Later in the evening, while we eat in a restaurant 100m away, we get a phone call on the waitress phone. It is the English teacher and she wants to tell us, that the geography teacher, also staying in the teachers home, invites us to a small party tonight. The party looks like a big mess in his very small room, everything is happening on the floor. The next morning we have a tee together before we leave.

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Teamwork. 🙂

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Just a little later we meet to guys from the party again, they wear bicycle shirts. They can’t really explain what game they play, some kind of treasure hunt, but they aren’t cycling, they have their scooters.

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We cycle along the closed bay of sea, the smell of shells gets into our noses. I don’t know how it works exactly, but they farm the shells in old tires.

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The broom waggon. 😉 We see a lot of transport modes of this kind.

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Animal transportation is always visible in Southeast Asia. The poor pigs suffer a lot in their cage in the heat. Everyone can choose, if he wants to eat meat or not.

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Then it is the time for one highlight, the Hai-Van-Pass (Wolkenpass), a natural border and weather divide between North- and South-Vietnam. It’s only 500 meter above sea level, but still a climb for us after cycling so long in flatness. Most of the traffic leads through a tunnel (built 2005), all the falang scooter driver push us uphill, yelling energy giving words to us. The pass lives up to its name; it’s busy cloudy and foggy.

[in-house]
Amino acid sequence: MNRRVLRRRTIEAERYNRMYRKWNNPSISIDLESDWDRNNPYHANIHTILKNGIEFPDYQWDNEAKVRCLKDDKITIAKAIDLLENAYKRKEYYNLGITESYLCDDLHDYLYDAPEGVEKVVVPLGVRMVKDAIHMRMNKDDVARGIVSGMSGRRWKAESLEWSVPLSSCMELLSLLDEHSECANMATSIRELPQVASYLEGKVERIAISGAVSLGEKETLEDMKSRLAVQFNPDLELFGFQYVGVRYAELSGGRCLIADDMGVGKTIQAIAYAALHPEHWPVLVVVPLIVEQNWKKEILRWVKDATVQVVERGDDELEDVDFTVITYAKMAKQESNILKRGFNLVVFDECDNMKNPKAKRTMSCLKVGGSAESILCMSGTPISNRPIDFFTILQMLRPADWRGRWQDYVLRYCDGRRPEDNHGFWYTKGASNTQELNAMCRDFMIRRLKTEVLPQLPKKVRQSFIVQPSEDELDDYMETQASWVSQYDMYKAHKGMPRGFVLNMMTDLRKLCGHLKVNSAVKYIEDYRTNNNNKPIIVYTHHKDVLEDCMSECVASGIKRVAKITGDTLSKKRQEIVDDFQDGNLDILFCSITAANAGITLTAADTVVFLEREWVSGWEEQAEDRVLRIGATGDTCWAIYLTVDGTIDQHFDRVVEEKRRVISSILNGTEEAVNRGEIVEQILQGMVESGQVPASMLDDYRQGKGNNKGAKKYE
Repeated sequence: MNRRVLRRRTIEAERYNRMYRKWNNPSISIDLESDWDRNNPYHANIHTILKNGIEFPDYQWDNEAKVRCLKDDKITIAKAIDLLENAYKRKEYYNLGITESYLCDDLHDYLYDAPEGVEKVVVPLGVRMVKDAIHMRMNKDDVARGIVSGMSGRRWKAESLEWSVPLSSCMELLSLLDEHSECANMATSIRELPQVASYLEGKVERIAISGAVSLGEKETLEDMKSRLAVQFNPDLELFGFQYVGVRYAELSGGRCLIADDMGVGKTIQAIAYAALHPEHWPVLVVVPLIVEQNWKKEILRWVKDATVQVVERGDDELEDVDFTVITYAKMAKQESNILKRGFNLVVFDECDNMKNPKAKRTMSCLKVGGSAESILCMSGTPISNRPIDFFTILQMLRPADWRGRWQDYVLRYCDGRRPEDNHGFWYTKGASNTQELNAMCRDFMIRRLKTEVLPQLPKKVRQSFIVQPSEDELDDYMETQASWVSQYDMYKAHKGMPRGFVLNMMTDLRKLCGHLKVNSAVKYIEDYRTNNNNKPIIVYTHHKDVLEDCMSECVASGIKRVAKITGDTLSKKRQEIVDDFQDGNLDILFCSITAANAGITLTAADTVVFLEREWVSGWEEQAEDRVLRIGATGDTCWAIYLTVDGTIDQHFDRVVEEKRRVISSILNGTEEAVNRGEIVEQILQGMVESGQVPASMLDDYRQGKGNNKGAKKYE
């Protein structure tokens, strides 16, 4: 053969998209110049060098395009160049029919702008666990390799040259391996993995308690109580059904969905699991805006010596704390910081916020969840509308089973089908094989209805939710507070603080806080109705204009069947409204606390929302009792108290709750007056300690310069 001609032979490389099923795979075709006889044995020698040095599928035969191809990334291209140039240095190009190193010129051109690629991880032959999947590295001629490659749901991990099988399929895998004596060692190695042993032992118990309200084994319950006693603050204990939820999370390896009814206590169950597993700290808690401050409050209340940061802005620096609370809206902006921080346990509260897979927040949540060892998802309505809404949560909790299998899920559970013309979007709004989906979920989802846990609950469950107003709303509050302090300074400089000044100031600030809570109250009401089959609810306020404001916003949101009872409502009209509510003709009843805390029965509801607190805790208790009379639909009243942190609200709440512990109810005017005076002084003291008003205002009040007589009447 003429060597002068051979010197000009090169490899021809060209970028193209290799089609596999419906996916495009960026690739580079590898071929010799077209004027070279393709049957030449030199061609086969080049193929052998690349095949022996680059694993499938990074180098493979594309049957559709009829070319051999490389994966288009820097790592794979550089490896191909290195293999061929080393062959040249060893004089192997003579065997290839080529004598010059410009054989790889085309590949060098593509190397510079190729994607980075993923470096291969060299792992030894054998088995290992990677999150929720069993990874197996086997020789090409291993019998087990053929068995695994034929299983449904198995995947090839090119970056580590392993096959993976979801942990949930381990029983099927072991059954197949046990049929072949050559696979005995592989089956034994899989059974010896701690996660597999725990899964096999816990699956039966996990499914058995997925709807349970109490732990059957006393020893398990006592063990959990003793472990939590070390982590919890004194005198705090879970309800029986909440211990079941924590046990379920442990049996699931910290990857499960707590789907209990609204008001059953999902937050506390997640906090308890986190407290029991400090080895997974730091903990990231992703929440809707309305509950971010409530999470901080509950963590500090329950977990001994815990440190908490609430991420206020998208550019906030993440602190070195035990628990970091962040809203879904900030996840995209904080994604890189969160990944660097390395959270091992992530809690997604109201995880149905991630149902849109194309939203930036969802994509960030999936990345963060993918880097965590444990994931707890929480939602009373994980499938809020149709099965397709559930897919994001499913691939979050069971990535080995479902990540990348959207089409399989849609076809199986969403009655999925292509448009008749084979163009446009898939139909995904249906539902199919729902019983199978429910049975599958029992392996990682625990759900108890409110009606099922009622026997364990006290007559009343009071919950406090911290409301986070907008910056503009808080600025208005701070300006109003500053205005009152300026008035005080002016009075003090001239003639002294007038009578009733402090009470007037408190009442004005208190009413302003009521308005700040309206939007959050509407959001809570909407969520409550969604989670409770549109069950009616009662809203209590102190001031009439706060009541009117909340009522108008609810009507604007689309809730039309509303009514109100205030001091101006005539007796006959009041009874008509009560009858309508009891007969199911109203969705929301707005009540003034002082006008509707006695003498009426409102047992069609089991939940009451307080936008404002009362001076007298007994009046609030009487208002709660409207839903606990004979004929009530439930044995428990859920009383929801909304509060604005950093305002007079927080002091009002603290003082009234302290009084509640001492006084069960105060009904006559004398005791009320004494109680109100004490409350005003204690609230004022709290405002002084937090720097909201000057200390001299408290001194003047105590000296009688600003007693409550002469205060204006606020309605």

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The top is not very special, a bit to touristic for us, but we find a quiet place to have a small rest. The pass was an important point during the Indochina War and the Vietnam War, there are some ruins and bunkers of this time.

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We arrive in Danang and check in at the Buddy Hostel. At night we walk around, and enter the “Big C” supermarket in the center. I can tell it isn’t the best idea short before “Ted” (= Chinese New Year). It happens like on a funfair. We are happy when we are out again.

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At night they light the bridges very nice. The lights change and you can hear some music from speakers.

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One day later we arrive in the touristic hotspot Hoi An, where the rain will catch us hard. The city has a nice old town, but all the residents living and working here, are much too pushy for us. They want to make business.

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Another “Ted” thing is, that they sell big plant pots with flowers or small mandarine trees everywhere. People buy it and carry it home on their scooters. It is equal to our Christmas tree story at home.

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Copied pictures of a very good French photographer, who also works for National Geographic.

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As it rains very hard and all day long, we stay another night. This is how my soaked saddle looks after two days in rain.

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But the next day it rains even harder, anyway we have/want to cycle on. The wind is good, we cycle on a good, new and quiet road, but after 3 hours and about 50 kilometers in the rain we are wet to our bones. After one or two hours the rain jackets refused to work. But we find a nice small restaurant, where we get a good cheap vegetarian meal in a dry place, watching the rain pouring down outside.